DC Council introduced a bill that will exempt owner-occupied, single family homes from TOPA laws with certain parameters.
The 1980 Tenant Opportunity to Purchase Act (TOPA) was created out of the Rental Housing Conversation and Sale Act. It is designed to restrict owner rights and provide benefits to tenants. The benefits for tenants include the option to purchase as well as the ability to assign their right to purchase to a third party.
If you are considering buying a property that is tenant occupied or if you are thinking about renting your property out, you need to familiarize yourself with the Washington DC Tenant Opportunity to Purchase Act. The process can be a challenge to navigate, so it is strongly recommended that you hire an agent or an attorney with experience in handing the TOPA.
Earlier this month, the TOPA Act made real estate headlines in the area when Councilmember Anita Bonds introduced the "TOPA Accessory Dwelling Unit Act of 2017."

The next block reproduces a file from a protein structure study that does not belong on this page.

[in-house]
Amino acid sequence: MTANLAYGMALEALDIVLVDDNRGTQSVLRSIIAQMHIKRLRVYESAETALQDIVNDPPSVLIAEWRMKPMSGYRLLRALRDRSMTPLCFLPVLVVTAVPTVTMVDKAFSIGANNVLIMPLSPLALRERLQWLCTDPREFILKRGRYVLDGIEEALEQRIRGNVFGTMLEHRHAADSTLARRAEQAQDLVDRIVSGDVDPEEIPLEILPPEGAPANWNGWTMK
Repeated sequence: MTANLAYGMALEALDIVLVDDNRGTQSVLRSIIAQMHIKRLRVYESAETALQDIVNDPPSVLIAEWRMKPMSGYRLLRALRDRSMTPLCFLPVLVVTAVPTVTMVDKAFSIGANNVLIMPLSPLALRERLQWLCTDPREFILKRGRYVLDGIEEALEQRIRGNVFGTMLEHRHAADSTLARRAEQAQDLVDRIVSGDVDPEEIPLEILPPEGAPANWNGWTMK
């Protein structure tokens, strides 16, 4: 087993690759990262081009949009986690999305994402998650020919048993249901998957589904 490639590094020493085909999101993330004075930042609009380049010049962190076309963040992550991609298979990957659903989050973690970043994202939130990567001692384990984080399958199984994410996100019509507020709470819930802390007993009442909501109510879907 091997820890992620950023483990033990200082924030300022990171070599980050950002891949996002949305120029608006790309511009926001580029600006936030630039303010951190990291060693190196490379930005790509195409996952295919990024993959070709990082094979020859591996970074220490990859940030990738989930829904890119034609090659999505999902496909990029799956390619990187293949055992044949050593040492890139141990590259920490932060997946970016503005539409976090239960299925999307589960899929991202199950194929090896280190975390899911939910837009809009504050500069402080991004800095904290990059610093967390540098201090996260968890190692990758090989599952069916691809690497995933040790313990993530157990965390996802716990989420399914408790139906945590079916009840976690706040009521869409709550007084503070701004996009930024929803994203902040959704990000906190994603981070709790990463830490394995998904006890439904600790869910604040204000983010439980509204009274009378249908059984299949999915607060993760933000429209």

The new bill will exempt owner occupied, single family homes with accessory dwelling units from TOPA law with certain parameters. There must be two dwelling units in the housing accommodation, one of which must contain at least 2/3rd of the total square footage of the housing accommodation, and the larger dwelling much be owner occupied. The accessory dwelling unit must also have all of the required building and occupancy permits.
In simpler terms, owners need to be occupying at the very least two-thirds of the home to qualify for an exemption. This could add an additional loophole to the many the TOPA Act has. If you’d like to get into renting out a property, keep in mind it is extremely difficult to evict a tenant in Washington, D.C. and the expiration of a lease does not give you the ability to do so.